Although a cure for MS remains elusive, several treatment options slow the progression of the disease and reduce the frequency of relapses. Currently there are nine Food and Drug Administration (FDA)-approved disease-modifying therapies (DMT) for MS. Interferon-beta (IFN-beta) (i.e., Avonex®, Rebif®, Betaseron®, Extavia®) and glatiramer acetate (Copaxone®) are commonly referred to as first-line agents. The newest DMT to gain FDA-approval is teriflunomide (Aubagio®). Teriflunomide inhibits the function of specific immune cells that have been implicated in MS and is structurally related to leflunomide (Arava®), an agent used in the treatment of rheumatoid arthritis. Although the exact mechanism by which teriflunomide exerts its therapeutic effects in MS is unknown, it is hypothesized that its presumed immunomodulatory effects are the result of reversible binding to dihydro-orotate-dehydrogenase (DHO-DH) and subsequent inhibition of pyrimidine synthesis in rapidly dividing cells such as T and B lymphocytes.

Teriflunomide was approved by the FDA in September 2012 for the treatment of individuals with relapsing forms of multiple sclerosis and is the second oral disease-modifying therapy approved. Clinical practice guidelines set forth by the American Academy of Neurology (AAN) and the Multiple Sclerosis Therapy Consensus Group (MSTCG) do not include recommendations for the use of teriflunomide, as these guidelines were updated prior to the approval of teriflunomide.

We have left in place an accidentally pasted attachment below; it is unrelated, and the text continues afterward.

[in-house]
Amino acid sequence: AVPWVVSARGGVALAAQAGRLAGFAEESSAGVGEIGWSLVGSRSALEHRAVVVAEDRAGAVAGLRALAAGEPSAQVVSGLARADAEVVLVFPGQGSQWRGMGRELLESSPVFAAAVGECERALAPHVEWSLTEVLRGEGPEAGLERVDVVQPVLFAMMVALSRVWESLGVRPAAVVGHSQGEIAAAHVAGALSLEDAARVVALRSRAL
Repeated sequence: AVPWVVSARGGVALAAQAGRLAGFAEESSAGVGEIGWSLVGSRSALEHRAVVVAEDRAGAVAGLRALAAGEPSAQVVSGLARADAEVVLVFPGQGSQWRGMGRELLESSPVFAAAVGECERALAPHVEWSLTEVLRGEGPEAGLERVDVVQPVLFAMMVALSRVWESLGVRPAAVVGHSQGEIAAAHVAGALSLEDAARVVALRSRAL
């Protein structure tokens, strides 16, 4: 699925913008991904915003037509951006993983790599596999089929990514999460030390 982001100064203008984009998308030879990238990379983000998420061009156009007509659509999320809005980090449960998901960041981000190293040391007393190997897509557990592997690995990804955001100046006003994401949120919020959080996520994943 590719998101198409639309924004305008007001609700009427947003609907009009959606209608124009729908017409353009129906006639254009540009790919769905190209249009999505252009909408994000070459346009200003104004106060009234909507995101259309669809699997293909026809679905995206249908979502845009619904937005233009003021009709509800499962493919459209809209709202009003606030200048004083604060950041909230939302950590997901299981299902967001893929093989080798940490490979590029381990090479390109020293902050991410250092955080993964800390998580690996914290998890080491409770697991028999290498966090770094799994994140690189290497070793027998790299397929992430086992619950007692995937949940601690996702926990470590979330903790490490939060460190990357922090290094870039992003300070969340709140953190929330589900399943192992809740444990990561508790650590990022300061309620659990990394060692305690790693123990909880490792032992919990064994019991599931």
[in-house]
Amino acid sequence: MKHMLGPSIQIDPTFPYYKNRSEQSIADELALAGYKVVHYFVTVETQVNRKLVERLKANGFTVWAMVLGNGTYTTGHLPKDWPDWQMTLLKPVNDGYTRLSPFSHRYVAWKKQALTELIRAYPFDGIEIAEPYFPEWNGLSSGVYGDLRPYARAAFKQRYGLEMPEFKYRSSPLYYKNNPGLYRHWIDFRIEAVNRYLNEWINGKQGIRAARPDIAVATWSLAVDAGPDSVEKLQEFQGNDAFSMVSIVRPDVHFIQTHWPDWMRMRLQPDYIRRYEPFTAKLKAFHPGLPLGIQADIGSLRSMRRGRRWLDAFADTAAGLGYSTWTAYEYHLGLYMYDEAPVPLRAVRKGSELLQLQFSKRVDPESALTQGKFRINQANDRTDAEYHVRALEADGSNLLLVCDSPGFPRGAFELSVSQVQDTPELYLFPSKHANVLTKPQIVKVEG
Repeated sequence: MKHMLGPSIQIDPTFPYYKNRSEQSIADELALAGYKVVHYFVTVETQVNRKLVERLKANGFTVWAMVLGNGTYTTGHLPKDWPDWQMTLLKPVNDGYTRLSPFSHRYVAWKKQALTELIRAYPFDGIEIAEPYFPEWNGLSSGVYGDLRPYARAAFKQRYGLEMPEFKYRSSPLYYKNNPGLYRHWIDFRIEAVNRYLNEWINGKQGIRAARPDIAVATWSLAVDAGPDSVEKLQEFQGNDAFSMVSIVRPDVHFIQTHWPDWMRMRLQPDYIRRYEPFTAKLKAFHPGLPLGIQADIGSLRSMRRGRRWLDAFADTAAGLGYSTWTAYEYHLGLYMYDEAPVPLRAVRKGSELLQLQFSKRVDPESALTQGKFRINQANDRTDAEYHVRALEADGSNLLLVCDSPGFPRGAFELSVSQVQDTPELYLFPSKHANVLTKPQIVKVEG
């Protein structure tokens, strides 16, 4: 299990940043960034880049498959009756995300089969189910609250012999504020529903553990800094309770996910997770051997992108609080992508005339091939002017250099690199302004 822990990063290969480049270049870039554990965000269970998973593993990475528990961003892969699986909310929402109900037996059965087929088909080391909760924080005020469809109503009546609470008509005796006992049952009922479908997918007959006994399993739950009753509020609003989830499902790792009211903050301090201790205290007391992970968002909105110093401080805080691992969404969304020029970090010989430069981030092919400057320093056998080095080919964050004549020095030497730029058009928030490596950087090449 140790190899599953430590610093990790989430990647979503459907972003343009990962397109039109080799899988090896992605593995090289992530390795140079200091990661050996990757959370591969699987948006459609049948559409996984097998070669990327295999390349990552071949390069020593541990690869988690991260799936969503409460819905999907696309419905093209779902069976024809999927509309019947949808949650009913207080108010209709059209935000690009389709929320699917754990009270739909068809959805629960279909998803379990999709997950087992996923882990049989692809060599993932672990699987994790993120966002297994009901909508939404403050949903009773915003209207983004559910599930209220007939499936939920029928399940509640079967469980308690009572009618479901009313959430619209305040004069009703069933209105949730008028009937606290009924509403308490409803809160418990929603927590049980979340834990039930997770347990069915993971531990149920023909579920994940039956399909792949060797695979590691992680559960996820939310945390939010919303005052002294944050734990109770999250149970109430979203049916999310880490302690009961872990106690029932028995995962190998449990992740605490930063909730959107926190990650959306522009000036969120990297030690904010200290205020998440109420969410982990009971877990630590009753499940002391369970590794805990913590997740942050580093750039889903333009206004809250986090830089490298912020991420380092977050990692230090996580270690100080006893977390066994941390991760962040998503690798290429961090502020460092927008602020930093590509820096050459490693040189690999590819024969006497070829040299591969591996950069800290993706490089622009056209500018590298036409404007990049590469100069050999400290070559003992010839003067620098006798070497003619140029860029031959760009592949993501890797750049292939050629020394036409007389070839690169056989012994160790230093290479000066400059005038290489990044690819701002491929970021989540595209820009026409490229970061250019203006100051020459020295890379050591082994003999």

POSITION STATEMENT:

Comparative Effectiveness

The Food and Drug Administration has deemed the drug(s) or biological product(s) in this coverage policy to be appropriate for self-administration or administration by a caregiver (i.e., not a healthcare professional). Therefore, coverage (i.e., administration) in a provider-administered setting such as an outpatient hospital, ambulatory surgical suite, physician office, or emergency facility is not considered medically necessary.

NOTE: Aubagio, Avonex, Betaseron, Copaxone, Gilenya, Glatopa, Plegridy, Rebif and Tecfidera are preferred products for treatment of relapsing forms of multiple sclerosis.

Initiation of teriflunomide (Aubagio®) meets the definition of medical necessity when ALL of the following criteria are met:

1. Member is diagnosed with a relapsing form of multiple sclerosis (MS) (i.e., relapsing-remitting MS [RRMS], secondary-progressive MS [SPMS] with relapsing disease, progressive-relapsing MS [PRMS])

2. Teriflunomide will not be used in combination with ANY of the following:

a. Alemtuzumab (Lemtrada)

b. Daclizumab (Zinbryta)

c. Dimethyl fumarate (Tecfidera)

d. Fingolimod (Gilenya)

e. Glatiramer acetate (Copaxone, Glatopa)

f. Interferon beta-1a (Avonex, Rebif)

g. Interferon beta-1b (Betaseron, Extavia)

h. Leflunomide (Arava)

i. Mitoxantrone (Novantrone)

j. Natalizumab (Tysabri)

k. Ocrelizumab (Ocrevus)

l. Peg-interferon beta-1a (Plegridy)